Some areas across the UK received over two weeks of rain in less than an hour on 18th July, while an inch of rain fell in just 15 minutes on the pretty Cornish coastal village of Coverack.
At 2.30pm, catching everyone unawares, a one-metre deep torrent of water swept along the main road through the village, depositing tons of debris along the way. Residents and holidaymakers described heavy hail with some hailstones as large as ping pong balls.Â Villagers said the speed of the flood had caught them by surprise.
Power was lost and over 50 houses damaged or flooded, with possessions carried away on the flood water. The torrent continued down through the village, finally cascading over the harbour walls into the sea.
Amazingly, no one was injured.
Emergency services quickly responded, rescuing people trapped in their homes and vehicles and dealing with several other incidents. A major incident was declared at 5.20pm.
A couple in their seventies had to be rescued by helicopter when water over 1.5m deep burst through their door and trapped them upstairs.
The teams dealing with the aftermath reported that people seemed fairly upbeat, although the clean up operation will take at least several weeks.
Several organisations came forward to help, including Sikh disaster relief charity, Khalsa Aid, which has previously provided help and aid to refugees in Greece, and victims of the Yemen civil war and Nepal earthquake. The Slough-based charity has also given aid to victims in other areas of the UK and is helping to clean up and clear drains at Coverack.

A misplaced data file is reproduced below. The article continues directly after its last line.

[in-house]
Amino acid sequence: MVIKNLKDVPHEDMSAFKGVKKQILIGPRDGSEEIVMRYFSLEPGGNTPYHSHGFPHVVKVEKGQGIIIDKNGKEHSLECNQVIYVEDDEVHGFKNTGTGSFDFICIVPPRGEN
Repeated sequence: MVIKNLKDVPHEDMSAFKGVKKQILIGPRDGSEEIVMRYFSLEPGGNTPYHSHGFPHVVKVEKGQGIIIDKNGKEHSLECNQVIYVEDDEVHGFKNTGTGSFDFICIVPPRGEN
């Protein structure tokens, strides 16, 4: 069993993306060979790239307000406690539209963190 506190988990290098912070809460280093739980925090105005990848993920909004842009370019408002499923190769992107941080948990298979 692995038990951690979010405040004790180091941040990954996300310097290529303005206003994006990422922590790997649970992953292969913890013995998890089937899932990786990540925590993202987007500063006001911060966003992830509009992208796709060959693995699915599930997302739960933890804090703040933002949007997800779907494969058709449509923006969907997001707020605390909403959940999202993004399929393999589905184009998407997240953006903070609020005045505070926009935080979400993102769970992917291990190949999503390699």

The main village road was severely damaged, but the clean up operation is well underway. Many businesses rely on the holidaymakers attracted to the village in the summer months.
Ironically, two years ago, Coverack was given Â£300k for flood defence work â€“ to protect the villageâ€™s picturesque harbour from the sea after crashing waves during the storms of 2014 undermined the sea wall.
The clean up costs and repairs to homes and roads have been estimated at over Â£1 million, and the flood has been compared to the devastating flash floods at Boscastle in 2004 which destroyed 100 homes and business.
Read our advice in June 2017â€™s newsletter for information on some of the measures you can take to reduce the impact of flooding in your home or business.